On Tuesday, a day ahead of Puerto Rican international sensation Bad Bunny’s sold-out World’s Hottest Tour show at the Ring Central Oakland Coliseum, the buzz on social media was about the superstar’s visit on Monday night to Puerto Rican restaurant Sol Food in San Rafael, with an entourage of 80 people.
The restaurant’s Instagram account shared a selfie that Bad Bunny took with some employees in the kitchen, and the post quickly spread, amassing over 5,000 likes and a steady stream of comments. Some wondered whether he would also stop by a restaurant in Oakland.
While people on social media were sharing Sol Food’s Instagram post, Jose Ortiz, owner of Puerto Rican restaurant La Perla in the Dimond District, was also getting messages from customers asking why Bad Bunny had not stopped by the restaurant.
Then, on Tuesday afternoon, he got a call asking to reserve tables for 14 to 16 people. “The group was celebrating a birthday, and they brought a big cake that I put away for them. They were a lovely group.”
It turned out to be Bad Bunny’s dancers who travel with the artist during his world tour. Initially, Ortiz had no idea. But it didn’t take long for his family members who work at the restaurant to put two and two together. It’s not every day, said Ortiz, that a large group of Puerto Ricans visit the restaurant.
Ortiz only recently reopened indoor service at La Perla, which for months had only been offering takeout and use of its outdoor parklet due to the pandemic. Bad Bunny’s dancers, he said, preferred to eat outdoors.
After they’d finished, Ortiz invited them inside to see the space, where the walls are decorated with photos and letters from other Puerto Rican celebrities that Ortiz has cooked for. As a result of the visit, he’ll soon have another to showcase.
On Wednesday morning, the restaurant’s Instagram account shared a photo and video of Ortiz with the group. “When they left, they were so happy,” said Ortiz.
Ortiz said he would have loved for Bad Bunny himself to have stopped by the restaurant but understands how the megastar’s busy schedule might not have allowed for it.
Nonetheless, the dancers’ visit to the restaurant provided it with a definite boost. “On Wednesday, the restaurant was full all day with people stopping by to eat before the show,” he said. “Their visit really gave us a huge push.”
Ortiz and his family were grateful to have serviced the artist’s crew and, like a lot of Bay Area fans, headed out afterward to the Coliseum on Wednesday night for the show.
The biggest Coliseum crowd in years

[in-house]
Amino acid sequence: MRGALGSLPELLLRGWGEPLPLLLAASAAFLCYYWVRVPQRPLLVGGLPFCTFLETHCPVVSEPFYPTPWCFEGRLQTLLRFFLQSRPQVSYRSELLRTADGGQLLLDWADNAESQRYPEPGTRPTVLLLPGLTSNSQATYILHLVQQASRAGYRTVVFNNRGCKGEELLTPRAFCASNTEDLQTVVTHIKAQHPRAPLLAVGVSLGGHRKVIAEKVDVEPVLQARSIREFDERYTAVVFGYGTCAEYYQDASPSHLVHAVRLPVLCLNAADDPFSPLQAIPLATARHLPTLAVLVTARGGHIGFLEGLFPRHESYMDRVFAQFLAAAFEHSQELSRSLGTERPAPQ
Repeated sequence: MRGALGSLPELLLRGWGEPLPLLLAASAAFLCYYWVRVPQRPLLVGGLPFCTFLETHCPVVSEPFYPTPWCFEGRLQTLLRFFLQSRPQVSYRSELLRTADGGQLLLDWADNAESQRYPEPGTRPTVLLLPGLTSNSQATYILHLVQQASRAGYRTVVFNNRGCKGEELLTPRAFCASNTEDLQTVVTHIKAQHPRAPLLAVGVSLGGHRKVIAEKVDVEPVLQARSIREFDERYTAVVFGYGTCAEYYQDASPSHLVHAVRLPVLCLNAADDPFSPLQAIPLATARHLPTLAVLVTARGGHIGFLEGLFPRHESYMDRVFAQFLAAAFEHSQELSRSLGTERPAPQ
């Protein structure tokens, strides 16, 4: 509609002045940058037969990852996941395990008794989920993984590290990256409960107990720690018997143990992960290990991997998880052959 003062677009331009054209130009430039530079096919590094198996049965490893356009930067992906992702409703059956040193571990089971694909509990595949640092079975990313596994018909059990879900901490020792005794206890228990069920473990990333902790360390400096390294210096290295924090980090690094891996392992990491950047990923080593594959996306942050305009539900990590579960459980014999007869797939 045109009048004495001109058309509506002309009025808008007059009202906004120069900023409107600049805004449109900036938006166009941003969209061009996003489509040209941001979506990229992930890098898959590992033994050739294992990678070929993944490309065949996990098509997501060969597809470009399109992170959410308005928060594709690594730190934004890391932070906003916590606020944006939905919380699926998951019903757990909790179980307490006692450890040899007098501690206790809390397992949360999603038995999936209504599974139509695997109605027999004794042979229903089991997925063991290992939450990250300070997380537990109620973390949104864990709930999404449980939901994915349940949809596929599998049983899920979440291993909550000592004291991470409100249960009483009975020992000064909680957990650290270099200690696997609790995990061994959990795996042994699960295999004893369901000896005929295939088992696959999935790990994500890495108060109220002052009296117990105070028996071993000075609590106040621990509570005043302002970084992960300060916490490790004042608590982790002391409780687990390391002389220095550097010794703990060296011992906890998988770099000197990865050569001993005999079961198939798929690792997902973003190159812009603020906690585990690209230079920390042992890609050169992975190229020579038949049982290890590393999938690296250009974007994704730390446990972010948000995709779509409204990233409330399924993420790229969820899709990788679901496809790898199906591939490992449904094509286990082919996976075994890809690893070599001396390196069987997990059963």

The stadium hadn’t seen such a crowd since Game 5 of the 2013 American League Division Series when the Oakland Athletics lost to the Detroit Tigers 3-0. The only empty seats in the Coliseum at Wednesday night’s sold-out show were those in “Mount Davis,” the 20,000-seat upper-deck area built in 1995 at the urging of former Raiders owner Al Davis, which was situated behind the main stage.
Before the show, massive lines flowed into the Coliseum from all directions. The scene inside was crammed with concert-goers of all ages, many likely visiting the Coliseum for the first time. The food and drink lines were a frenzy, with fans hurriedly purchasing items before attempting to locate their seats.
By 9:30 p.m., Bad Bunny took the stage and delighted his loyal fanbase with over two hours of music. He performed 36 songs, including many from his latest album, Un Verano Sin Ti, and a medley of songs from his older discography, among others. Fireworks, lasers, and flames shooting upward from the stage punctuated the performance throughout the show. Fans who’d taken BART to the show and stuck around until the end of the encore missed the last train.
Having one of the world’s biggest artists play at the Coliseum was significant for the city. Bad Bunny’s newest album has spent 10 weeks at number one on the Billboard 200, and he’s been the most-streamed artist in the world on Spotify for two years running. His performance comes amid a flurry of other notable shows at the arena-coliseum complex. In September, Kendrick Lamar played back-to-back shows at the Oakland Arena. On September 30, Oakland-born singer Kehlani will also be taking the stage at the arena. That show is expected to sell out.
For Ortiz, the fact that Bad Bunny chose Oakland for his Bay Area performance is a point of pride, and he’s thrilled that the artist is elevating Puerto Rico and its people. He’s also grateful that Bad Bunny is using his platform to give greater visibility to local businesses.
“Other artists don’t do that, and they don’t realize how much it means to local business,” Ortiz said. “It gives me joy that he takes time to visit. It wasn’t my time this time around, but I know he’ll be back in Oakland soon.”